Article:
Second, in order to identify the collaboration of k TFs (k ≥ 2), i.e., k-TF regulatory interaction, a bottom-up association rule mining approach is developed. While the significant TF groups are reported to the users, the insignificant ones are joined with each other to mine (k + 1)-TF regulatory interactions. It should be noted that unlike the conventional association rule mining which seeks the longest possible patterns, mTRIM outputs the shortest significant results, in that the goal of mTRIM is to discover the smallest group of TFs that can regulate the target genes, so that biological experiments with high-order genetic variations can be subsequently carried out for the understanding of the behavior of TRNs. In terms of time complexity, consider a candidate k-TF regulatory interaction $I=<{h}_{t{f}_{1}},...,{h}_{t{f}_{k}}>\Rightarrow {h}_{g}$. The algorithm computes AfnScore and p-values of all of the subsets, I - {tf_{ j }} (∀j = 1, 2, ..., k). If one of them is significant, I is immediately pruned. Hence the time complexity is O(k) for each candidate k-TFs regulatory interaction. Every merging operation requires at most k - 2 equality comparisons. In the best-case scenario, it produces a viable candidate k-TF interaction. In the worst case, the algorithm merges every pair of infrequent (k - 1)-TF candidates. Therefore, the overall cost of merging candidates is between ${\sum}_{k=2}^{\left|TF\right|}\left(k-2\right)\left|{P}_{k}\right|\phantom{\rule{0.3em}{0ex}}\mathsf{\text{and}}{\sum}_{k=2}^{\left|TF\right|}\left(k-2\right)|{P}_{k-1}{|}^{2}$, where P_{ k } is the candidate set of k-TF regulatory interactions. To improve the algorithm efficiency, a hash tree is constructed for the storage and quick access to all of the candidates. Because the maximum depth of the hash tree is k, the cost for populating the hash tree of candidates is $O\left({\sum}_{k=2}^{\left|TF\right|}k\left|{P}_{k}\right|\right)$. During candidate pruning, it is required to verify whether the k - 1 subsets of every candidate k-TF regulatory interactions are significant. Since the cost for looking up an item in a hash tree is O(k), the time complex of candidate pruning step is $O\left({\sum}_{k=2}^{w}k\left(k-2\right)\left|{P}_{k}\right|\right)$.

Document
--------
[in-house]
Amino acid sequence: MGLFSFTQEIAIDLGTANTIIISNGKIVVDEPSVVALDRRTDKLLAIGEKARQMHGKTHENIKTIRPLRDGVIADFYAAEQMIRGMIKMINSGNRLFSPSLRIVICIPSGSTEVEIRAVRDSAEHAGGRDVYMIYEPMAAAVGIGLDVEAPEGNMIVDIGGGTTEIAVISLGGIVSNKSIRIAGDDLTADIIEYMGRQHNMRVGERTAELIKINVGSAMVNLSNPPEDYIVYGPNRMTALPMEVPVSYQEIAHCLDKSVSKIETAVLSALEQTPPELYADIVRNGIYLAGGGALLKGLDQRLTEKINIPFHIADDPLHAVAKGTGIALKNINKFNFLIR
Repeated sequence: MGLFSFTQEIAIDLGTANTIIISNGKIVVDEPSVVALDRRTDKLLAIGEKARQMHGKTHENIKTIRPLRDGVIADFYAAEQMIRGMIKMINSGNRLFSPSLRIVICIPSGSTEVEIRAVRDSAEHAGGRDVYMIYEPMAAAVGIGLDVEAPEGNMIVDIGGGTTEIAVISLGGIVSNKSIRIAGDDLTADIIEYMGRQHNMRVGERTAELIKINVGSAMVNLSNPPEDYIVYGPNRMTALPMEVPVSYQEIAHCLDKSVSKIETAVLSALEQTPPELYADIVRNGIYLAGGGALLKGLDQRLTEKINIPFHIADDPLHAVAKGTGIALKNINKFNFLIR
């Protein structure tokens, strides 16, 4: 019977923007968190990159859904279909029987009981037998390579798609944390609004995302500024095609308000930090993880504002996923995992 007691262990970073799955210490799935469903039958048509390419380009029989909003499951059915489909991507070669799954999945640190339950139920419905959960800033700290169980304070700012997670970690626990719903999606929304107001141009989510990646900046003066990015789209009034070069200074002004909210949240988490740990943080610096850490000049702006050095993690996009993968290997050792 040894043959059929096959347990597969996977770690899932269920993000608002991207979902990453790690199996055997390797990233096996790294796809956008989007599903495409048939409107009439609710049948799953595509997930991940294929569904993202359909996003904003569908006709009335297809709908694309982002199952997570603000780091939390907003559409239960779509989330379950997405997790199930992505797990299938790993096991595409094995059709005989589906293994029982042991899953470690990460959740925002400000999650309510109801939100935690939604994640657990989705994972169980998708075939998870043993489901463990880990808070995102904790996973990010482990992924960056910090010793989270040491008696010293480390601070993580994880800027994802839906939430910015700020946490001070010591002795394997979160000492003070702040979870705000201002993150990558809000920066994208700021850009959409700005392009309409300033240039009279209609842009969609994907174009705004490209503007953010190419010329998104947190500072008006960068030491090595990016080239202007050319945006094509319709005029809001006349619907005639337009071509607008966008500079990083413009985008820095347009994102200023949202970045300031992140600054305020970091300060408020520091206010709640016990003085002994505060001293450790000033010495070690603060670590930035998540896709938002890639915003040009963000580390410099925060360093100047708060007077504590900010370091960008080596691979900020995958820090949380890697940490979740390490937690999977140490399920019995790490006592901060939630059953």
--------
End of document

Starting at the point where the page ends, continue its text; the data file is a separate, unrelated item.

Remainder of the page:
Concepts